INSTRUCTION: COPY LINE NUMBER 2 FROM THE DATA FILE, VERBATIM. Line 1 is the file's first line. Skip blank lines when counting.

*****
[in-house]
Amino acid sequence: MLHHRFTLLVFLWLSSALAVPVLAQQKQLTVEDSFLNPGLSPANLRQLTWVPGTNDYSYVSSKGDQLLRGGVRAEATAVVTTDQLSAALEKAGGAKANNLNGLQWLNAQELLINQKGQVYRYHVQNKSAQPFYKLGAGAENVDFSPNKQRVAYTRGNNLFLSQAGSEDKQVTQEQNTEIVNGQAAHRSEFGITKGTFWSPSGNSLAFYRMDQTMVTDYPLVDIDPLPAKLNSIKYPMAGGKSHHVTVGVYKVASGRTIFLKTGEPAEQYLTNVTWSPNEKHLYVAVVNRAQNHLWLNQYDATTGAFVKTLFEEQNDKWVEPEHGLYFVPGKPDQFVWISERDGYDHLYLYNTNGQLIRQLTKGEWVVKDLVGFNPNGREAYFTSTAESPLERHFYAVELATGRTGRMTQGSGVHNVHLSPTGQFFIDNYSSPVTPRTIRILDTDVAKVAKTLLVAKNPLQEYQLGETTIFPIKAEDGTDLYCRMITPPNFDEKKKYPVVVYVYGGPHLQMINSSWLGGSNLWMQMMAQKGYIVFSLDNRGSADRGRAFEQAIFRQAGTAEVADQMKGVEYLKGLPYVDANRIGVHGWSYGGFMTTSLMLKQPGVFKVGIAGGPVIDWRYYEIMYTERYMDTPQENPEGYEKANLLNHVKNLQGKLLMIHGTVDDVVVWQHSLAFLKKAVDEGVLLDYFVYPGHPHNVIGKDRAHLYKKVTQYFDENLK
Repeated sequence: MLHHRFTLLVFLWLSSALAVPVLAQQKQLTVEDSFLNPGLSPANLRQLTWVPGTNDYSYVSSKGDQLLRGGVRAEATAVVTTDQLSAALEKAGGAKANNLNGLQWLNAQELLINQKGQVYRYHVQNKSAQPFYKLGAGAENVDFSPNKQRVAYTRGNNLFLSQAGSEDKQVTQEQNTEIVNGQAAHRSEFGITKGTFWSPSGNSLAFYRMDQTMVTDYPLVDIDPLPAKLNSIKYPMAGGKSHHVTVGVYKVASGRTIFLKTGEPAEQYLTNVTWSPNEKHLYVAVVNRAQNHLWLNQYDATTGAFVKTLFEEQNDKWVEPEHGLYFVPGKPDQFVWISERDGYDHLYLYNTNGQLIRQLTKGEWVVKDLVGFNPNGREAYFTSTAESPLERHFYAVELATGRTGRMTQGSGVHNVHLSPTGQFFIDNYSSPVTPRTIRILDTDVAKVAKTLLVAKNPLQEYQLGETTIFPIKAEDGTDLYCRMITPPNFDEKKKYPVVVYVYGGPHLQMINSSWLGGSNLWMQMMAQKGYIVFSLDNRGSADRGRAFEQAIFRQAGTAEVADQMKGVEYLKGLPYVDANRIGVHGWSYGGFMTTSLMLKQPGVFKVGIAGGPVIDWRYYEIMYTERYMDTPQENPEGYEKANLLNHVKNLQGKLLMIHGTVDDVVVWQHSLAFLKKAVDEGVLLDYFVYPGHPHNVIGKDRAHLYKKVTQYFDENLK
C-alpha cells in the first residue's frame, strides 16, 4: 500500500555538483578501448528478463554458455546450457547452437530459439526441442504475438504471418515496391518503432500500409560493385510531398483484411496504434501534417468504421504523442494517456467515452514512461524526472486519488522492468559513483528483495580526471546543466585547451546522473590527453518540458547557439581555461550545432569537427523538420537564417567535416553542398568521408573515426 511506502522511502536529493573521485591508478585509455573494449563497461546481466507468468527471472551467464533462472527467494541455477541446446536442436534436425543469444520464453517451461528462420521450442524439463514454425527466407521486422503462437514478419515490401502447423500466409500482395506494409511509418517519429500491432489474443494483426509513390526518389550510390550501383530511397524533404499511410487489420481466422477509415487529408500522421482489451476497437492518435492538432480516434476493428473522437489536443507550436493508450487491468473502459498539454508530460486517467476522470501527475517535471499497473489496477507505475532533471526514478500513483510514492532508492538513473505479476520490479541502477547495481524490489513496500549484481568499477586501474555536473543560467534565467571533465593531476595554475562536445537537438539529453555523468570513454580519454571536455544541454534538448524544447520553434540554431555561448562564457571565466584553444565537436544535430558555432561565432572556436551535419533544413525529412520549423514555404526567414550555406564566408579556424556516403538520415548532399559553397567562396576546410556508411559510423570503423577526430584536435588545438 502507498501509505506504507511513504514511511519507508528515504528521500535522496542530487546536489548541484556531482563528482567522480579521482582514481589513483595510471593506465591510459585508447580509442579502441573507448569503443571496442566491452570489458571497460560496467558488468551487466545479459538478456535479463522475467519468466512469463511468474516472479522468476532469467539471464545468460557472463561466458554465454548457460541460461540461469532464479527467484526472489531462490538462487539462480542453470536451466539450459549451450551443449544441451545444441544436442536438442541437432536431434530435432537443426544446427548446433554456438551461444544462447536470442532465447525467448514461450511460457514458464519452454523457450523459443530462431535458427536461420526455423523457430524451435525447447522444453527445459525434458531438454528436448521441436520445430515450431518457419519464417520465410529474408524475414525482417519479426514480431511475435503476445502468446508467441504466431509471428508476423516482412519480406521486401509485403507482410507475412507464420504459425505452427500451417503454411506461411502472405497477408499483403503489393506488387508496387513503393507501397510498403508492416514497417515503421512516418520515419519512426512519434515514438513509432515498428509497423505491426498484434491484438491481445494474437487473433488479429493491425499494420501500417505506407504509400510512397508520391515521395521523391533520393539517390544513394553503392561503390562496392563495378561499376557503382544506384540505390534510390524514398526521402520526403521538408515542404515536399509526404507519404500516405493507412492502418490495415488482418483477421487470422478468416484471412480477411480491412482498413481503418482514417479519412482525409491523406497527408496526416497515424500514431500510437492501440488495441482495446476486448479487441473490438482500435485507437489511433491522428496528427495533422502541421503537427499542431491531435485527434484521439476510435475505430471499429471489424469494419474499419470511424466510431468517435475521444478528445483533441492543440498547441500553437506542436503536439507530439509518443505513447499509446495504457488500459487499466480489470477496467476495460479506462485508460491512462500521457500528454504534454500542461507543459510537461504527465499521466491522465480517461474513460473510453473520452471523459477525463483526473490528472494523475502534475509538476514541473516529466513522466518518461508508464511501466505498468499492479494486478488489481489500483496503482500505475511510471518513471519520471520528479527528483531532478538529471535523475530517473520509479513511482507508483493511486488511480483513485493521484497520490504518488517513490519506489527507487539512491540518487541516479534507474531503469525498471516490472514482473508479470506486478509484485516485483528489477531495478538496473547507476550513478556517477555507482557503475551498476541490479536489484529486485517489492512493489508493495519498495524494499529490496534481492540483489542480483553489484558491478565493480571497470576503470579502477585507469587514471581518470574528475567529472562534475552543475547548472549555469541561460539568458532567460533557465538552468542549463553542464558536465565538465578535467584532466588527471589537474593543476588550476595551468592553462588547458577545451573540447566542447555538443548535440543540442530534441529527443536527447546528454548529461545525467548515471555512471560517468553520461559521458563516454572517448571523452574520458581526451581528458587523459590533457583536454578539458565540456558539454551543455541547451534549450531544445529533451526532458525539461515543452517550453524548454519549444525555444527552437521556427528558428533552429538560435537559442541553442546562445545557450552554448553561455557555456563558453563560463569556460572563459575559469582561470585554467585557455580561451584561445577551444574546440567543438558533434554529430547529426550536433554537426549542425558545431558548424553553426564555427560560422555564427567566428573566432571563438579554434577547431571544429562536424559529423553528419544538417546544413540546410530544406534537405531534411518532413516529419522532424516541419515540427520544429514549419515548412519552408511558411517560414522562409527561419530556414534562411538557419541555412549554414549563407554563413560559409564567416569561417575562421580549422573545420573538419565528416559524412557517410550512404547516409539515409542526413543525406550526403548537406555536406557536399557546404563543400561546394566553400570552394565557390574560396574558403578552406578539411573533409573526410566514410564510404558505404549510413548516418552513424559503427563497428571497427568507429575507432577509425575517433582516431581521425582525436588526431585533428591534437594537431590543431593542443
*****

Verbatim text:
Amino acid sequence: MLHHRFTLLVFLWLSSALAVPVLAQQKQLTVEDSFLNPGLSPANLRQLTWVPGTNDYSYVSSKGDQLLRGGVRAEATAVVTTDQLSAALEKAGGAKANNLNGLQWLNAQELLINQKGQVYRYHVQNKSAQPFYKLGAGAENVDFSPNKQRVAYTRGNNLFLSQAGSEDKQVTQEQNTEIVNGQAAHRSEFGITKGTFWSPSGNSLAFYRMDQTMVTDYPLVDIDPLPAKLNSIKYPMAGGKSHHVTVGVYKVASGRTIFLKTGEPAEQYLTNVTWSPNEKHLYVAVVNRAQNHLWLNQYDATTGAFVKTLFEEQNDKWVEPEHGLYFVPGKPDQFVWISERDGYDHLYLYNTNGQLIRQLTKGEWVVKDLVGFNPNGREAYFTSTAESPLERHFYAVELATGRTGRMTQGSGVHNVHLSPTGQFFIDNYSSPVTPRTIRILDTDVAKVAKTLLVAKNPLQEYQLGETTIFPIKAEDGTDLYCRMITPPNFDEKKKYPVVVYVYGGPHLQMINSSWLGGSNLWMQMMAQKGYIVFSLDNRGSADRGRAFEQAIFRQAGTAEVADQMKGVEYLKGLPYVDANRIGVHGWSYGGFMTTSLMLKQPGVFKVGIAGGPVIDWRYYEIMYTERYMDTPQENPEGYEKANLLNHVKNLQGKLLMIHGTVDDVVVWQHSLAFLKKAVDEGVLLDYFVYPGHPHNVIGKDRAHLYKKVTQYFDENLK